Strong is the new skinny

This is my first post in the SINS Body Transformation Blog Challenge
What’s that? A challenge from “Strong is the New Skinny” to chronicle progress. These are the details:

The “Rules” are Simple and HIGHLY Open to YOUR Interpretation and Implementation:
Have a blog or start one
Write an initial blog post saying you’re going to make the best progress of your life, when you’re starting, goals, before pics (if you want) training and anything else you want
Post that blog to the SINS Facebook Page as a NEW status update
Blog at any frequency you like to stay motivated – daily, weekly, bi-weekly, etc. and post those to the SINS Facebook page as a NEW status update
Create a final blog post with before and after pics, commentary, measurements and anything else you like and post THAT to SINS on Facebook as a NEW status

So I’m starting this to coincide with the start of my training for the June 18 power lifting meet and will say to the world (or to those of you reading at least!) that I’m going to work as hard as I possibly can to be as strong as I can be 16 weeks from now. I’m proud of what I did my first five months at Derby City CrossFit, but the weight (155 pounds) I worked so hard to pick up in that video should fly off the floor next time.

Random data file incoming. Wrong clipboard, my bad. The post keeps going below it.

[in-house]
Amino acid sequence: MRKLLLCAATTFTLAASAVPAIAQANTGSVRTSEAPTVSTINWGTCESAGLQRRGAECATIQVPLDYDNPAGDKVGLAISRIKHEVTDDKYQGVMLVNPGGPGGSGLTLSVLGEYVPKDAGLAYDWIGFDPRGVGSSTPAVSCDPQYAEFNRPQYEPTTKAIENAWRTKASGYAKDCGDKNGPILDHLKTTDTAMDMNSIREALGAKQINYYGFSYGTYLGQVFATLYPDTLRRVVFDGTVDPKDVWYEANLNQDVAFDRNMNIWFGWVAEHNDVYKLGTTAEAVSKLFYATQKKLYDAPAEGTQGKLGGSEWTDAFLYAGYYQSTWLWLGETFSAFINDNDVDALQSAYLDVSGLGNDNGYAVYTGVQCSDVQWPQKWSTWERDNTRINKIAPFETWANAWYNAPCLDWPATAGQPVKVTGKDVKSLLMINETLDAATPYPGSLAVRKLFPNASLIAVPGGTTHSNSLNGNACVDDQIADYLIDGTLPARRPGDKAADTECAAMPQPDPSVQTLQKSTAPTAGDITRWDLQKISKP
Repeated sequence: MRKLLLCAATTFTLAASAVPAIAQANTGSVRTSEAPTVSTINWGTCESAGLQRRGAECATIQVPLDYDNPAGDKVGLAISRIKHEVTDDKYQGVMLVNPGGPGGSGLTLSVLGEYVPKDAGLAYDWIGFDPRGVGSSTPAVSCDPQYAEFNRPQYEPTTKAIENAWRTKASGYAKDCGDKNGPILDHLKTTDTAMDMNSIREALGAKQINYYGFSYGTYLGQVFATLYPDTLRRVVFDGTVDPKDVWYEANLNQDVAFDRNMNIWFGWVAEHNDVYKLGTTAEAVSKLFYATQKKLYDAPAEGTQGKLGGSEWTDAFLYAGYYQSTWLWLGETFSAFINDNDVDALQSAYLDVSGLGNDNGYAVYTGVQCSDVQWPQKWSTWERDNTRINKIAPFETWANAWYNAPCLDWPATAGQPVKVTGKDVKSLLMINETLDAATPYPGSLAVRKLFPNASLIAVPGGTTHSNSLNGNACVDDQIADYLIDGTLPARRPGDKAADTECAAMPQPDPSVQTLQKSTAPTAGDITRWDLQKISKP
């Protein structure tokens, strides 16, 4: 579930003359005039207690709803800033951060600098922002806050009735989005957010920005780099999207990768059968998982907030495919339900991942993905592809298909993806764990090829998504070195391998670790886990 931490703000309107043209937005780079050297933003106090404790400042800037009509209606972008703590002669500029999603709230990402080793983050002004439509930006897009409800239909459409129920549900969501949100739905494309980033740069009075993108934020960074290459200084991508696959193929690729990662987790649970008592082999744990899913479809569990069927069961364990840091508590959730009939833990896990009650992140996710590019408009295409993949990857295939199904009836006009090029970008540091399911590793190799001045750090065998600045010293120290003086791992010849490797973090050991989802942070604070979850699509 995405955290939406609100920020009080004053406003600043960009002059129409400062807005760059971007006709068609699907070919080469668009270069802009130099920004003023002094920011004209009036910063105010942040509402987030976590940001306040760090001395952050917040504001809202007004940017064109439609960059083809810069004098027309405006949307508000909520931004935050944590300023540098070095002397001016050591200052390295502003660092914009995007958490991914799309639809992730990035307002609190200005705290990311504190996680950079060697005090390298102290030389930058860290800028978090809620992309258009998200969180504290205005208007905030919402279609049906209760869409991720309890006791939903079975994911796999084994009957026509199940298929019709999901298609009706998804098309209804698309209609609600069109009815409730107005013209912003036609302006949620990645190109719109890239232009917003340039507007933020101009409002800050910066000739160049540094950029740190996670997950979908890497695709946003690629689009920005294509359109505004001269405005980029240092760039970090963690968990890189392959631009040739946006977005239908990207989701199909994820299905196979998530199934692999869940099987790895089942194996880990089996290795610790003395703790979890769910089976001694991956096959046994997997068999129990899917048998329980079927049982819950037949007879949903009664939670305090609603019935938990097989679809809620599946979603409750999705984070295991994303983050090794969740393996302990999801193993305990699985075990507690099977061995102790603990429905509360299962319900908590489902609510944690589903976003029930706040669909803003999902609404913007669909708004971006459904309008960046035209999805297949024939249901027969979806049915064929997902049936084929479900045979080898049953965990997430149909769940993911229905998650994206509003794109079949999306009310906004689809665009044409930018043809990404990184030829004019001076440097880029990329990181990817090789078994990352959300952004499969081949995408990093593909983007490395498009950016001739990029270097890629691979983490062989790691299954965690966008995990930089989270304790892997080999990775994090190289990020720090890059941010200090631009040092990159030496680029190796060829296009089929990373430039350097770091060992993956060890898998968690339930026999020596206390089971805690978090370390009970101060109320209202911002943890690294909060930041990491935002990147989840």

I made amazing progress my first few months because I was starting from nothing. Now that I’ve gained some strength and have a baseline, I want to really build on that.

I’m starting with these maxes at 105 pound body weight:

150 lb squat (in training)
80 lb bench (meet)
155 lb deadlift (meet)

I want to see 25 more pounds on squat, 5-10 on bench, and at least 25 on deadlift.

Goals like this make me so much happier than a goal of being skinny. I’ve been there and done that some years ago, doing endless cardio and depriving myself of food, aiming for an arbitrary goal of weighing what would have been more appropriate for a 12-year-old than a grown woman. I looked more like a pencil than a woman, and didn’t have the strength of a kitten. How much more fun, and healthy, and rewarding, to measure how much weight I can lift than how many pounds I weigh!

That’s not to say I don’t struggle with the idea of gaining weight so that I can lift more. For so many years, seeing the number on the scale increase was associated with failure at dieting, or lack of will power. It’s taking some mental readjustment to see an increase as a sign that I’m feeding my muscles and fueling my body for more and harder work. But my idea of beauty is evolving. Bones protruding is not hot. The curve and ripple of muscle is. Ribs you can count is not captivating, but a glimpse of the solid, sculpted muscles of the abdomen is.

So for the next 16 weeks I’m going to work my arse off, following the program my coach sets for me, feed myself abundant and healthful food, and whatever happens at the next meet, I won’t be able to blame being too skinny — because I will be STRONG!

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